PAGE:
Ground Hero: Attending Hero World 2024

The Xoom 125R and 160, and the Xtunt 2.5R concept shown at EICMA were on display here too.

Most of what you need to know about Hero World lies in the name itself. This is an event hosted at the company’s Centre of Innovation and Technology (CIT) just outside Jaipur, which encapsulates all things Hero. It is attended by us media folk, as well as Hero’s investors, suppliers and dealer partners, where the brand showcases everything new that it has to offer. The inaugural running of the event took place in 2020, when Hero unveiled updated BS6 versions of its Glamour and Passion Pro commuters, as well as an updated Xtreme 160R. Also on display was its much talked about 300cc+ off-road prototype, as well as the launch of the Rally Kit for the Xpulse.

The Vida display featured a number of neat concepts showcasing the customisation possibilities.

The COVID-19 pandemic then threw a spanner in the works, forcing Hero to put the event on the back burner for a few years. In 2024, though, Hero World made a return, and it was a similarly high-profile event, with a number of headline-grabbing new products. The star attraction, of course, was the long-awaited Mavrick 440 – Hero’s own motorcycle built on the 440cc air- and oil-cooled platform that Hero developed for the Harley-Davidson X440. Despite being positioned below the Harley (prices haven’t been revealed yet, but the componentry gives this away), the Mavrick still marks Hero’s most premium, largest capacity motorcycle to date.

100 of these trick Karizma CEs will be sold to buyers.

While the Mavrick made the biggest news, it wasn’t the biggest surprise at Hero World 2024 – its unveiling was already quite well known. The accolade of biggest surprise goes to the new Xtreme 125R, a new sporty 125cc bike whose launch at Hero World wasn’t anticipated until just a day before the event, when pictures of it leaked online. This little Xtreme was shown on stage at the event, along with pricing, and we even had a chance to ride it briefly on the handling track at CIT. 

The Harley connection was on display with X440-based custom bikes in various styles.

Post the unveilings, we were then free to explore the rest of the common areas accessible to us at CIT, including a rather neat ‘boulevard’ that Hero had set out. This area included a number of custom Vida e-scooters that had been modified to showcase the customisability of the platform, with the removable rear seat. These ranged from Vidas featuring a drinks set laid out on the rear carrier, to one with a DJ sound console installed. The electric motocross bike concepts shown by Vida at EICMA were also present, along with Hero’s own Xoom 125R and Xoom 160 scooters that were unveiled at the same show. But perhaps the most innovative vehicle on display was the Surge S32.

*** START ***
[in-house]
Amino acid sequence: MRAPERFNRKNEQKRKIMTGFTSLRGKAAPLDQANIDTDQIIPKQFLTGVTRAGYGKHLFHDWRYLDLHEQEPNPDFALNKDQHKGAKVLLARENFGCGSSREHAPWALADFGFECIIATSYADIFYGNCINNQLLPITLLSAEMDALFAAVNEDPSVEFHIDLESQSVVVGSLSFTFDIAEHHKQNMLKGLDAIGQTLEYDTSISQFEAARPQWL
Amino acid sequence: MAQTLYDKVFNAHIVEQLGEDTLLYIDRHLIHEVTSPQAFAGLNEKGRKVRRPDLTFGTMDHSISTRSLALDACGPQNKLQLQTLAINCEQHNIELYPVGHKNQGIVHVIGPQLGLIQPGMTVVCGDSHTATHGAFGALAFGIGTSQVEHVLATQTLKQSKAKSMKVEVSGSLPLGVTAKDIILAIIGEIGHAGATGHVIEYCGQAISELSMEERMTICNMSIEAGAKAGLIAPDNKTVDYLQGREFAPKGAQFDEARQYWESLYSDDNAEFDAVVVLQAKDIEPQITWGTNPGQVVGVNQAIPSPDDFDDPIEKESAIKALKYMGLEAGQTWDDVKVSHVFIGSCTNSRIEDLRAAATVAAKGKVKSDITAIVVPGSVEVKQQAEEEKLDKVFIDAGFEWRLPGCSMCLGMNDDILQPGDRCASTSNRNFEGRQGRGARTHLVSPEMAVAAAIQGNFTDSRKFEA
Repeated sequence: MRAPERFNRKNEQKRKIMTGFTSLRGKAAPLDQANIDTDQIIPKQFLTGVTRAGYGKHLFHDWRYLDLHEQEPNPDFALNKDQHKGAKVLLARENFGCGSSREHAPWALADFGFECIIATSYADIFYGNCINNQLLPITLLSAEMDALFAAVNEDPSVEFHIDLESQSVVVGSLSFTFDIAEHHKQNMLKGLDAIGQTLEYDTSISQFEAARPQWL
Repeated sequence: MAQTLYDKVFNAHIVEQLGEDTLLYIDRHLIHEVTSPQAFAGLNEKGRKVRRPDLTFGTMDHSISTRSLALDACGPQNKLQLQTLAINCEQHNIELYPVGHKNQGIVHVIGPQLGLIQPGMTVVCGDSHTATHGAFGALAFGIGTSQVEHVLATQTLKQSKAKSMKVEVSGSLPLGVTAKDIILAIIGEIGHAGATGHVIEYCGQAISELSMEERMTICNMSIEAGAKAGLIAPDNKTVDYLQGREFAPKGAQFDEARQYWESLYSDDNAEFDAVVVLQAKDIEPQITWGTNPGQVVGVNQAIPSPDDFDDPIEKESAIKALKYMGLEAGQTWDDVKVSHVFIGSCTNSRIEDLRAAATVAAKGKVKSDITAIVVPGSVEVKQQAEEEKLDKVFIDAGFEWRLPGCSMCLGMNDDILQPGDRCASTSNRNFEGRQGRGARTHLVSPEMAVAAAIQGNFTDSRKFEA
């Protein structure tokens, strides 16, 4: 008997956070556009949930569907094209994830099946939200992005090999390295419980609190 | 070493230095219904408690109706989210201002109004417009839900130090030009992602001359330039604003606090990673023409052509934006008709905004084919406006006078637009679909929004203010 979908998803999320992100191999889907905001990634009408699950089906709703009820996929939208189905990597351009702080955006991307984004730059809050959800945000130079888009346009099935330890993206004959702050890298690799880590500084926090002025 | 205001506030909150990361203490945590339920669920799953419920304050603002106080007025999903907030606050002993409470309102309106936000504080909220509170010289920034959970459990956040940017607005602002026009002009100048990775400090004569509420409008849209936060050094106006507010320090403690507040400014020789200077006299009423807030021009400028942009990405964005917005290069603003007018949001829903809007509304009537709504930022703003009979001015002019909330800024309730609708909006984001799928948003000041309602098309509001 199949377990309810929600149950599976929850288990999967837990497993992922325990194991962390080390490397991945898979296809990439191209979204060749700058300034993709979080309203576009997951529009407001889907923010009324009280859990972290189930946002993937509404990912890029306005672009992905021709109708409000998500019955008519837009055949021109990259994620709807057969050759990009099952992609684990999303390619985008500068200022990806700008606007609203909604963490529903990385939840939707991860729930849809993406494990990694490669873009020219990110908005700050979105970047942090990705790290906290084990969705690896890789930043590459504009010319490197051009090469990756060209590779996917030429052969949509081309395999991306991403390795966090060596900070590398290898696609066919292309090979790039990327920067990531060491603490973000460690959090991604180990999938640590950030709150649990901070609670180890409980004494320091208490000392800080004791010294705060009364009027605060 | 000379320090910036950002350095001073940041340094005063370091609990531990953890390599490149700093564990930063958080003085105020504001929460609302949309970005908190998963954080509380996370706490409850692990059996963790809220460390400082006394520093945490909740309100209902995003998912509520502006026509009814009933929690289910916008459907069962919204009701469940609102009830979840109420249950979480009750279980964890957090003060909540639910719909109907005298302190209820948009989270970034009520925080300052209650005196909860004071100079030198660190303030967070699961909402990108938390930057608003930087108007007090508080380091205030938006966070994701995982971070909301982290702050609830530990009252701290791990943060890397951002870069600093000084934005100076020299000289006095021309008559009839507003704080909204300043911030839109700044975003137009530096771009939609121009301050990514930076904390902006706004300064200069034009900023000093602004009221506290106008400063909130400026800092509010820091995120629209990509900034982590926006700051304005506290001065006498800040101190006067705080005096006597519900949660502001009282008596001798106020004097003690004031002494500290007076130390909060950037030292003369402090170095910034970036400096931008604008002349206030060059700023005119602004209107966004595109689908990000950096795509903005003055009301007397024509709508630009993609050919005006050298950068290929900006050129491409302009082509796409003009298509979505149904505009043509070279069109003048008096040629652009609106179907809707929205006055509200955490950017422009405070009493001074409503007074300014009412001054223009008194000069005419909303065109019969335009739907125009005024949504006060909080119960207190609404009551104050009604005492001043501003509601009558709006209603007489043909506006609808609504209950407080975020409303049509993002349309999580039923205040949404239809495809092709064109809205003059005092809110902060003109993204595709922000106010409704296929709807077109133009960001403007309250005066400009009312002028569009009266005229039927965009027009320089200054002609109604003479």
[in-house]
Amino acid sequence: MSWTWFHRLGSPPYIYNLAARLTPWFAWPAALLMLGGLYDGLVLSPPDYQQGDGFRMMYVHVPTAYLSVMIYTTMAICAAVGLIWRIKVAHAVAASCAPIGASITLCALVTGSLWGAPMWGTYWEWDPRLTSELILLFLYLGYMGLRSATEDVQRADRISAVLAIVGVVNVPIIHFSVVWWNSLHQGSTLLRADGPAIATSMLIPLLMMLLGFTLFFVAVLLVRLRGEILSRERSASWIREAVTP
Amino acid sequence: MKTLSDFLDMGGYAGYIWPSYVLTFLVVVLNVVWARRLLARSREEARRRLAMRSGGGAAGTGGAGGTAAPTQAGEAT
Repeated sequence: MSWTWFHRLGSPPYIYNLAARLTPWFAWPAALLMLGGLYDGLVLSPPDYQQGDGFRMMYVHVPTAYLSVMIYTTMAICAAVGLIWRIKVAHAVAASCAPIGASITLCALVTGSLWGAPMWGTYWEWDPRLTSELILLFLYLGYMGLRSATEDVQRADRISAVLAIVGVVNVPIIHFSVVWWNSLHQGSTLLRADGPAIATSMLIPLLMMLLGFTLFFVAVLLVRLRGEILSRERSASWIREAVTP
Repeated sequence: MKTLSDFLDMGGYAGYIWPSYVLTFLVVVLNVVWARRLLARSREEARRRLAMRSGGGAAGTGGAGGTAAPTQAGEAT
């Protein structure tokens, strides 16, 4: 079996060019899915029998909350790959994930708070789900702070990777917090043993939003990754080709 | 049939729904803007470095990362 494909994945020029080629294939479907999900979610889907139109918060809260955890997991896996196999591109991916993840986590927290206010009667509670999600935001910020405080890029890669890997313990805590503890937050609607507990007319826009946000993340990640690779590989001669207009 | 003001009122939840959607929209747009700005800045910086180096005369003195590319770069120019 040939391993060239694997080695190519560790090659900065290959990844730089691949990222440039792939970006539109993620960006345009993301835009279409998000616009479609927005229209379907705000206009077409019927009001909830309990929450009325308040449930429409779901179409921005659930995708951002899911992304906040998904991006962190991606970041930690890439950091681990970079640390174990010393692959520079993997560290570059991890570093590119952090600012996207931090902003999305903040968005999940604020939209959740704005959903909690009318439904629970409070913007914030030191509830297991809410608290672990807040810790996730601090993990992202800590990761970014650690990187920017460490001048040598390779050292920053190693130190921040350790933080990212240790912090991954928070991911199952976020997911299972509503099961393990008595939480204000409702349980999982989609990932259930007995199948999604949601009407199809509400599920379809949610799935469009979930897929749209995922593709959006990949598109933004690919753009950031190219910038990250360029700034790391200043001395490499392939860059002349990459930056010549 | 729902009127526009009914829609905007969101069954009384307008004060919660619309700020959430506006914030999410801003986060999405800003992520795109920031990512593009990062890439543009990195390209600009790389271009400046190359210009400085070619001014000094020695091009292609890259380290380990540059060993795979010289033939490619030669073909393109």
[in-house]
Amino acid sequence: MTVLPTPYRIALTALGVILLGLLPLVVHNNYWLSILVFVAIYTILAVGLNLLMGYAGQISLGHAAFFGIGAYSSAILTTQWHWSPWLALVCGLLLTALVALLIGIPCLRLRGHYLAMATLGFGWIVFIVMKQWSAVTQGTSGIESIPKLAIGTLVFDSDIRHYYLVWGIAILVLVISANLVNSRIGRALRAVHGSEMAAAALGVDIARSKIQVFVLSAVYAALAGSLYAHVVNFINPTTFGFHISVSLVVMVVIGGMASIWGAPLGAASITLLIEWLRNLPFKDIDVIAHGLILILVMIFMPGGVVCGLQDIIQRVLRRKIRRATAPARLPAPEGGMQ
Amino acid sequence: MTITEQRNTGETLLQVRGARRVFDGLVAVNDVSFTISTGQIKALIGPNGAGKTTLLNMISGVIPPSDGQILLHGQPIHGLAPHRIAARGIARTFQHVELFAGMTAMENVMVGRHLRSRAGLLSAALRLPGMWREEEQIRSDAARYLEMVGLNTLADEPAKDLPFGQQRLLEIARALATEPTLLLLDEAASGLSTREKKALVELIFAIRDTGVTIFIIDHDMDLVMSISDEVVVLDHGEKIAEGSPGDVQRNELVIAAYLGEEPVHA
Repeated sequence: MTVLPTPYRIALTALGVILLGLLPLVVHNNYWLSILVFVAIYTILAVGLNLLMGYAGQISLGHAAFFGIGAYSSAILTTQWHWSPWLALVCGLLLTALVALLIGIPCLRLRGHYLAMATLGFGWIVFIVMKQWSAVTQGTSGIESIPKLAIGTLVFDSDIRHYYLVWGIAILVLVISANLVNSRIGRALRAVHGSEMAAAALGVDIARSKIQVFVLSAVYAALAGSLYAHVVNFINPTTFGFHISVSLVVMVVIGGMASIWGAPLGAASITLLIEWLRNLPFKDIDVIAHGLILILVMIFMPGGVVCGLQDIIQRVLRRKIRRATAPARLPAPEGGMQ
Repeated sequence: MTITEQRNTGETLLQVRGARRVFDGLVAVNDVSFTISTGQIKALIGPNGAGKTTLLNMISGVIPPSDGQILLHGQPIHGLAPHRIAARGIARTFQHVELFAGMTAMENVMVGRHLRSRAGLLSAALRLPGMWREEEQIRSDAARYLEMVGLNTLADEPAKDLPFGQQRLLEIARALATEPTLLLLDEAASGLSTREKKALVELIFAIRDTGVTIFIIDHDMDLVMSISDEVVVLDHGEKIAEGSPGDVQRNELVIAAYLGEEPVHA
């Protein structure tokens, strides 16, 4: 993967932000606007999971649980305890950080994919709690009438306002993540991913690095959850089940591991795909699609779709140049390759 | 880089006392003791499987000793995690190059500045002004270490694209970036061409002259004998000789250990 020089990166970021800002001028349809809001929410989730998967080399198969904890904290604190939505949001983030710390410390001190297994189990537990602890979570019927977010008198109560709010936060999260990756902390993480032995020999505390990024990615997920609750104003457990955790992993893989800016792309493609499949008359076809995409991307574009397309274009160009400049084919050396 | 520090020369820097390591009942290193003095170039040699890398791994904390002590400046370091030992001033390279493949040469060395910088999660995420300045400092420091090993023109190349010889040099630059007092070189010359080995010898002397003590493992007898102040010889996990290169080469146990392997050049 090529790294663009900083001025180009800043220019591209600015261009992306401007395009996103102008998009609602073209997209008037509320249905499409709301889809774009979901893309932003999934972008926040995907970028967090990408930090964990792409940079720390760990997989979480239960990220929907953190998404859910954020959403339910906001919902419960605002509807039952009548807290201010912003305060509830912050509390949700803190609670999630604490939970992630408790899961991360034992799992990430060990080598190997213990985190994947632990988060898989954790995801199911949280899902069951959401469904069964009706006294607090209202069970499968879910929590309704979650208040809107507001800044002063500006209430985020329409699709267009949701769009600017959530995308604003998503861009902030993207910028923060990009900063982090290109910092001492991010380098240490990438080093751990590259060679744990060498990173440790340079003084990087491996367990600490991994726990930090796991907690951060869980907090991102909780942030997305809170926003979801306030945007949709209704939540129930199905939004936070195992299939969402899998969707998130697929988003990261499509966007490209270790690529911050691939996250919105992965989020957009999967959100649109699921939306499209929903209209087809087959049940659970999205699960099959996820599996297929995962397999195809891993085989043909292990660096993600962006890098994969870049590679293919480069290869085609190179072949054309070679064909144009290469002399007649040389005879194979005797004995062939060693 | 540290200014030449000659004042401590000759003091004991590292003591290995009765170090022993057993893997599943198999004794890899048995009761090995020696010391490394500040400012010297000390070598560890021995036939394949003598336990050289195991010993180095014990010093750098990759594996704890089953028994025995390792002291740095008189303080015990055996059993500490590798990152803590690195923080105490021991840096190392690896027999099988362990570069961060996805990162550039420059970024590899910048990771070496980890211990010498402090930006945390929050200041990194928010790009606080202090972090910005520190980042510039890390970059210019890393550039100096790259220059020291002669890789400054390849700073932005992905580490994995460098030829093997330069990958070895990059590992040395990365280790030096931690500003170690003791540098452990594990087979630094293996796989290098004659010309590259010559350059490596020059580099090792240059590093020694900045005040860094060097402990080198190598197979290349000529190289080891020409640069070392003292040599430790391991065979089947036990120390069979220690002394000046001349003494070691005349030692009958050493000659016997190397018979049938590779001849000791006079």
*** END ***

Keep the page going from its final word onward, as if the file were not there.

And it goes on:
There was even a Vida trike prototype.

Surge is a startup that is wholly owned by Hero MotoCorp (it is part of HeroHatch, the company’s incubation centre), and it has spent the last few years working on a modular EV platform that it calls the S32. What makes it unique is that it’s designed to quickly and conveniently convert between a two-wheeler and a three-wheeler. Essentially, it comprises a rickshaw without a front wheel, into which an e-scooter slots and also acts as the front wheel. In this form, the rear wheel of the e-scooter is off the ground and rests on the rickshaw platform. The e-scooter can then also be decoupled and used by itself. Surge claims that the conversion process takes just 3 minutes.

The Surge S32 is a 2-wheeler and a 3-wheeler in one, with an e-scooter that detaches from a rickshaw bed.

Other one-off projects on display at Hero World included a mini race bike aimed at children, similar to something like the Italian Ohvale race bikes, but featuring the 99cc air-cooled single-cylinder engine from the Splendor.

A pleasant surprise was this one-off mini race bike intended for children.

A glimpse into the future was provided by a range of prototype flex-fuel vehicles on display, based on the Splendor and Glamour. What was conspicuous by its absence was the larger-capacity liquid-cooled Xpulse model(s) that Hero is known to be working on – the very same one previewed by the off-road prototype at the 2020 edition. When and where this bike will finally break cover in production form remains to be seen, but nevertheless, the event served as a great reminder of everything that’s silently going on behind the scenes at the world’s largest two-wheeler manufacturer.

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